Given that the show had seemed near played out when it ended its eight-season run four years ago, the question is why the longest-running espionage TV series in history seems still to have a lot of life left in it 13 years after it first ran.
It's hard to recall a time when the world presented more crises with fewer easy solutions. And for the Republicans, all of these woes have a common genesis: American weakness projected by Barack Obama. People in the Middle East, former Vice President Dick Cheney said recently, "are absolutely convinced that the American capacity to lead and influence in that part of the world has been dramatically reduced by this president." He added, "We've got a problem with weakness, and it's centered right in the White House." Really? It's instructive to ask: What exactly would a Republican president advised by Cheney do in each of these crises? Let's take them one at a time.
Former Vice President Dick Cheney is trying hard to salvage his legacy, so he is resorting to spin, distortion and lies. But why is the media paying attention to him?
Bowe Bergdahl is a subject of considerable controversy. An American soldier who wandered off from his base in Afghanistan and got captured by the Taliban, after five years American officials secured his release by trading him for five Taliban captives being held in Guantanamo.
Remember those halcyon days of yore, also known as last year, when President Barack Obama's frequently challenged job approval rating was always buttressed by his ratings on foreign policy and geopolitics?
Dear Ms. Palin: I feel sorry for you. I truly do. It must be terribly frustrating to be so irrelevant. To have your rabble-rousing, race-baiting drivel limited to Fox's Sean Hannity Show in your desperate, pathetic, never-ending quest for attention.
The never-ending war in Iraq and the birth of the newly declared Islamic State -- the first caliphate since the fall of the Ottoman Empire -- are the unintended consequences of a set of crudely forged intelligence documents we collectively call The Italian Letter.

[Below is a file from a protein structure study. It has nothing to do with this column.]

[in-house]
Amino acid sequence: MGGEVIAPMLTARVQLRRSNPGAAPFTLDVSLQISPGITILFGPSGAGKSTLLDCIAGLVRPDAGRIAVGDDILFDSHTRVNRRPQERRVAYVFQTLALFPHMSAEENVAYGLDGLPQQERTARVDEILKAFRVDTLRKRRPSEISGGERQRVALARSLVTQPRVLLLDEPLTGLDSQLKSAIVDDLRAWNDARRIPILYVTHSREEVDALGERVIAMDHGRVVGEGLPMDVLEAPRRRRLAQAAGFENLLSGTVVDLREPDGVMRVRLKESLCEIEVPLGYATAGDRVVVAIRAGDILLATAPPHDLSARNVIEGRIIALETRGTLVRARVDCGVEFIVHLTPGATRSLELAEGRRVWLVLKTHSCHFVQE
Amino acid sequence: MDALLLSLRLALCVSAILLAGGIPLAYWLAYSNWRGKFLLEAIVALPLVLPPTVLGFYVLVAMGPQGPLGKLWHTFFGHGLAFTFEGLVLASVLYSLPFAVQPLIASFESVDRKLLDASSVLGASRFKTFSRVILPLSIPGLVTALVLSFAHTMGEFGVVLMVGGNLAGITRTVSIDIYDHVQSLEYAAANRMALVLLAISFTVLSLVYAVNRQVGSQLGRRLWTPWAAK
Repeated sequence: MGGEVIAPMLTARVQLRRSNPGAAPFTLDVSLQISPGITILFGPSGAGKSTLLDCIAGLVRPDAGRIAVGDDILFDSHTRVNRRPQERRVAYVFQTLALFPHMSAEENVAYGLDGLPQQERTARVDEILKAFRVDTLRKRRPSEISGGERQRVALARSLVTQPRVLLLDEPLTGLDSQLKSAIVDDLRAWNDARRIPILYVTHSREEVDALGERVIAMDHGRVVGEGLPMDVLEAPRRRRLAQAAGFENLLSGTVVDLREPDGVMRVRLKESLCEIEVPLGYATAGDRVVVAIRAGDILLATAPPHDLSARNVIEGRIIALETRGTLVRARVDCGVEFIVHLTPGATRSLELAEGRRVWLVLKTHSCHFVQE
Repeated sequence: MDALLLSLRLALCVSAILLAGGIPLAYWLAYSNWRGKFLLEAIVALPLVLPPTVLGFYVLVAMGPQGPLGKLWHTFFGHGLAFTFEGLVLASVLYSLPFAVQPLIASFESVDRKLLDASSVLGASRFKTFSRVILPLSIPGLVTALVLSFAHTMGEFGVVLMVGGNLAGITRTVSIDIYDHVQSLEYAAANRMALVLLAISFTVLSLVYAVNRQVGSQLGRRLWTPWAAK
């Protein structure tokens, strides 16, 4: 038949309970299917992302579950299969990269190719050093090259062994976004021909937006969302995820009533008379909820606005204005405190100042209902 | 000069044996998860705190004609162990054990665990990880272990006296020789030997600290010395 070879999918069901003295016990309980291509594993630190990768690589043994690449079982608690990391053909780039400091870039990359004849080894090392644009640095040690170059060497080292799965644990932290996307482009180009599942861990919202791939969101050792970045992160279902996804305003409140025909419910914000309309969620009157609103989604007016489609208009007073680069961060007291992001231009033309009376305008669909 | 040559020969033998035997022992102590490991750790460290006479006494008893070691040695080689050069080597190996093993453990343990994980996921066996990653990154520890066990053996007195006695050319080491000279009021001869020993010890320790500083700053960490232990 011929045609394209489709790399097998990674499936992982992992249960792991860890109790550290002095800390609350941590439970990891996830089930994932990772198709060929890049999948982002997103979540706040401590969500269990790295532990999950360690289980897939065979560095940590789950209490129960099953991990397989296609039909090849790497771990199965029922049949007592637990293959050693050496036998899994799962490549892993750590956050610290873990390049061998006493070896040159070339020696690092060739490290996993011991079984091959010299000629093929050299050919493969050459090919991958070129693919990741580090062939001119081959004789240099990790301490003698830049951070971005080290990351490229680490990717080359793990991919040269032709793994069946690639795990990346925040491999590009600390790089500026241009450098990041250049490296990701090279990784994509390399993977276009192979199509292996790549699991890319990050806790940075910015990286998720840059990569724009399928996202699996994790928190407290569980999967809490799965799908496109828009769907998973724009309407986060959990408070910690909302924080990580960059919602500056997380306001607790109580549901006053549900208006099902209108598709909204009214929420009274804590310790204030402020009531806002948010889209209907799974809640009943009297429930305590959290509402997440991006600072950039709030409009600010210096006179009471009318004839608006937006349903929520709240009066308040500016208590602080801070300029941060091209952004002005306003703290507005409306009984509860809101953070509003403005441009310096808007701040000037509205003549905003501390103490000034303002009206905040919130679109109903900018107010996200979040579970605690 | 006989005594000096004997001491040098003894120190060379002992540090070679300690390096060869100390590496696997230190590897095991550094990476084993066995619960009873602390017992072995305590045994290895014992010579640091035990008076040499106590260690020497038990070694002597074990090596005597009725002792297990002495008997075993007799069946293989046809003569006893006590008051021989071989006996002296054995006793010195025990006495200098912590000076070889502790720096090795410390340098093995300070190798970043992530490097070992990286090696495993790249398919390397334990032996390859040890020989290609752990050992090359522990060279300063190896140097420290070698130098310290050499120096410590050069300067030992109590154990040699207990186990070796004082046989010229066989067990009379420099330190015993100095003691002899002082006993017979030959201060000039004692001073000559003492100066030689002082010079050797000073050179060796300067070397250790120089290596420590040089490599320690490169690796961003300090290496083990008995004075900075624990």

Once upon a time, if a character on TV or in a movie tortured someone, it was a sure sign that he was a bad guy. Now, the torturers are the all-American heroes. We're not only living in a post-9/11 world, we're stuck with Jack Bauer in the 25th hour.
In his broadside against President Obama, Dick Cheney fails to grasp the central irony of his situation. Cheney wants us to respond to his cries of "fire," but does not understand that all we see when he speaks is the arsonist.
The Obama administration is toying with whether to send New York Times reporter James Risen to jail for refusing to reveal a source involved in a federal leak investigation dating back to 2006.
Thirteen years later, the American public is very sick and tired of war; but for Cheney, it's just getting started.
What we have called "Iraq" since the British and French carved up the old Ottoman Empire after World War I is obviously over. So why are President Barack Obama and Secretary of State John Kerry, in the midst of the unfolding Gulf War III, wasting time pretending they might save the old carcass?
In this troubling and complex world it still feels good to have simple answers, to place all the blame on particular individuals whom we have learned to despise and fear. When ancient societies felt pressures similar to this they commonly engaged in the practice of human sacrifice.
Our constant rhetoric -- particularly from Washington -- asserts that we have made progress since the colonialism of King Leopold in the Congo. International criminal justice and human rights are pursued with relish, are they not? Not according to the example of Richard Bruce Cheney.
What does success against jihadist terrorist groups look like? For all the talk of a Forever War, we might just have an answer now.